[Haskell-cafe] Re: What are side effects in Haskell?

ChrisK haskell at list.mightyreason.com
Tue Dec 23 10:26:10 EST 2008

Hans van Thiel wrote:
> I just saw somewhere that one of the purposes of monads is to capture
> side effects.

There are a few things that have "side effects".  The best way to capture this 
is to see that there are both
   (1) commands whose result depends on some external state
   (2) commands which alter that state

The (2) group has side effects, and (1) is affected by them.  The order in which 
(1) and (2) are performed matters.

commands that evaluate to different things based on environment/history/input:
   * reading from memory location or reference
   * reading from a file or network stream or sensor (e.g. keyboard or mouse)
   * a random or pseudo-random number generator

commands which affect the environment
   * writing to a memory location or reference
   * writing to a file or network
   * changing the display buffer (i.e. windows on the screen)

command which are both (1) and (2), often because they might fail:
   * creating or deleting a file
   * obtaining a lock or semaphore
   * interacting with a message queue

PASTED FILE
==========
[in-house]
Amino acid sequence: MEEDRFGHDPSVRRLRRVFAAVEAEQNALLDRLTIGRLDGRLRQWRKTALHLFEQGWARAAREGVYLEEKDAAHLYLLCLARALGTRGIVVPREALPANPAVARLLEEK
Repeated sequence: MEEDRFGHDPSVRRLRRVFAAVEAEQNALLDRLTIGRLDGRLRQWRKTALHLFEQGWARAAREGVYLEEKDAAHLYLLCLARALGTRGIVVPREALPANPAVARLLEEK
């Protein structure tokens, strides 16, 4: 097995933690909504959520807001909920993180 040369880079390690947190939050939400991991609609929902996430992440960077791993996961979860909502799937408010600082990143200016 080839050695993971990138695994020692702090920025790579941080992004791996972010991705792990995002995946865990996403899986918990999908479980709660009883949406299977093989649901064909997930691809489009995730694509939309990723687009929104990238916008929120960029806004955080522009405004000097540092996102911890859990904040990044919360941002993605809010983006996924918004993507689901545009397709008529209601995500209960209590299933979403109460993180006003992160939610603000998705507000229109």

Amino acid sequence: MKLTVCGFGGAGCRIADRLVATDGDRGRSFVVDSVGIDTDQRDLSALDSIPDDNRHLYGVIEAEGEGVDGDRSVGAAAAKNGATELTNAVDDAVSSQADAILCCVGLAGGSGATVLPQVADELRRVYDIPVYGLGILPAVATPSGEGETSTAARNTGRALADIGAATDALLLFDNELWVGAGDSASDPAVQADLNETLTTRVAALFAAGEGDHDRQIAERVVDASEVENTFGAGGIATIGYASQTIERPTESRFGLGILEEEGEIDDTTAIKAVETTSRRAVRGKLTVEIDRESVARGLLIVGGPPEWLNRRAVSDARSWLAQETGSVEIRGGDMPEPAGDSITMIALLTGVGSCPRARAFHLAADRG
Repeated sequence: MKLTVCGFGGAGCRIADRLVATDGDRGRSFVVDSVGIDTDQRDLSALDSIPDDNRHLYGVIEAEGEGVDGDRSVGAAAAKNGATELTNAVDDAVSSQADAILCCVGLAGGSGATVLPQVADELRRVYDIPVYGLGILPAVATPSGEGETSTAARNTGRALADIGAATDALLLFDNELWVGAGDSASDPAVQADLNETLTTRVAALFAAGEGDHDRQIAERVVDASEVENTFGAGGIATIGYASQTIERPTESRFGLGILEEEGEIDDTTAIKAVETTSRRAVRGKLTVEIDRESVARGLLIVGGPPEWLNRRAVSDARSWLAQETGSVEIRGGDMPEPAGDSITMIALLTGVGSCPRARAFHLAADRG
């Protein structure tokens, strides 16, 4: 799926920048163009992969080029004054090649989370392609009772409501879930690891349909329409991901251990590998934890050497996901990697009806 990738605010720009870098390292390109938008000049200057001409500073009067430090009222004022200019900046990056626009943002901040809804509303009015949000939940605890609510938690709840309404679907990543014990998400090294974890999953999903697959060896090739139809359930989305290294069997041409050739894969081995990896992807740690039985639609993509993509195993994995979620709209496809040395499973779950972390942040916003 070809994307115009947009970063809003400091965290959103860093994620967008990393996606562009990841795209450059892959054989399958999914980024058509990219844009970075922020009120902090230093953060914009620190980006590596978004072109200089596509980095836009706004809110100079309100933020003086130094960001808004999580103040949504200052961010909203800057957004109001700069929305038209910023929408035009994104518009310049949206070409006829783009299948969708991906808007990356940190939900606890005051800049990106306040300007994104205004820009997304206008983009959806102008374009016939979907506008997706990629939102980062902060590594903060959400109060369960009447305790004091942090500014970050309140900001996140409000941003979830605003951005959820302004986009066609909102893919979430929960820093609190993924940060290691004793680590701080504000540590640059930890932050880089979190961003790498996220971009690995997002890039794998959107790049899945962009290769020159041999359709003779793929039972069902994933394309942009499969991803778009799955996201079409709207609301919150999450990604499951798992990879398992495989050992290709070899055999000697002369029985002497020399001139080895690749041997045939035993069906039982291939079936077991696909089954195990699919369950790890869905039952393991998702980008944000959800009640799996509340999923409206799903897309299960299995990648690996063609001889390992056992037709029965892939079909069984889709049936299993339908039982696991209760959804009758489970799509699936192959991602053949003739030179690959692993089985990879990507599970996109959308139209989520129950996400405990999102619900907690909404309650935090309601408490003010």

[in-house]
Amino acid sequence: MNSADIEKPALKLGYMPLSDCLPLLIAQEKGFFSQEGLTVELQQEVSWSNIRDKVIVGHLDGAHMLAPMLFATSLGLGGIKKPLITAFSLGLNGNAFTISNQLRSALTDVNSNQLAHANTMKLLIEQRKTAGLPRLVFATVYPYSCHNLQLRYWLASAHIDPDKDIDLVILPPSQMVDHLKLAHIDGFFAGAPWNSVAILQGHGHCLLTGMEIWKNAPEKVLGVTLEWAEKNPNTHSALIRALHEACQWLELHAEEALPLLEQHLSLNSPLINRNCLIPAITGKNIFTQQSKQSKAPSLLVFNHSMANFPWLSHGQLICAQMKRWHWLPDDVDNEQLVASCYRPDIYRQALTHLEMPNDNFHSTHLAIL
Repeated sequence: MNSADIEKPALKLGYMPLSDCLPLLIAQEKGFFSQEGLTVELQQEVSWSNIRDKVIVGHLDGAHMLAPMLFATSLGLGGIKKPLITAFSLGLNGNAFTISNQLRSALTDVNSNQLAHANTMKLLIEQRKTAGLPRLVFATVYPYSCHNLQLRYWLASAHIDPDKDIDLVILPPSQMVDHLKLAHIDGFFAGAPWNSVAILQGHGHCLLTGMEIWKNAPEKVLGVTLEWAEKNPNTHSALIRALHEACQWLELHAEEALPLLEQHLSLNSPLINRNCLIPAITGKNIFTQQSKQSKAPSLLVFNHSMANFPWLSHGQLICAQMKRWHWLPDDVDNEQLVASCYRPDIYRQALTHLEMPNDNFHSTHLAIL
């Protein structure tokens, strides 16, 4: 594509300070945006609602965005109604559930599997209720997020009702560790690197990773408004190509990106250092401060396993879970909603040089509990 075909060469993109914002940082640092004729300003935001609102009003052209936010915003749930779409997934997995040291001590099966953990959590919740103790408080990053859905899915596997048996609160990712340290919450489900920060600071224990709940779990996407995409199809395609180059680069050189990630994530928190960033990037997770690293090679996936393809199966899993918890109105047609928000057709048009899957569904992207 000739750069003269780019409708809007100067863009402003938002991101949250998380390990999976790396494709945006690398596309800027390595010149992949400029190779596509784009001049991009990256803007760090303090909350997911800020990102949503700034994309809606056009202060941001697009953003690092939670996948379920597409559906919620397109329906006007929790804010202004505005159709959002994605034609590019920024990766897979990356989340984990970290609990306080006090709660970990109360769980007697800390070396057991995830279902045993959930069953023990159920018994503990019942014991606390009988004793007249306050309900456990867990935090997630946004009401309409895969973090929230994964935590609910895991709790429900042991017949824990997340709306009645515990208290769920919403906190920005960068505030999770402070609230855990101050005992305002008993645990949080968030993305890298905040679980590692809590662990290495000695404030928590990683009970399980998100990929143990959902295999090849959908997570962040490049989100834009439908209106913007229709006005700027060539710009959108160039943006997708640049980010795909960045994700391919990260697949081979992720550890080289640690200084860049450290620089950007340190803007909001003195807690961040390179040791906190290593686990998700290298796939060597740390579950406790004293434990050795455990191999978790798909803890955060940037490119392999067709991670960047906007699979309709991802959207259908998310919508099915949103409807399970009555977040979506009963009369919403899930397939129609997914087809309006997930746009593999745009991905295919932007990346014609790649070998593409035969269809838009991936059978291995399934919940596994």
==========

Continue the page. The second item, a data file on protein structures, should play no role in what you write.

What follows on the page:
So allocating a mutable variable and writing to it are side-effect operations 
which have to be carefully ordered with the corresponding reads.

Things without side effects are the immutable bindings produced by "let/where", 
and application of functions.  This is independent of being lazy or strict.

Note that "putStr :: String -> IO ()" is a function, and as such it is a pure 
value.  "putString ['a','b','\n']" is a pure value of "IO ()".  Performing this 
command in the IO monad has side effects.

The fact that functions like putStr and things with types of "IO ()" are pure 
value means that they can be produced and passed around is powerful way of 
working.  It is possible to create objects in C++/Java which encapsulate an 
operation, but it takes more syntax.

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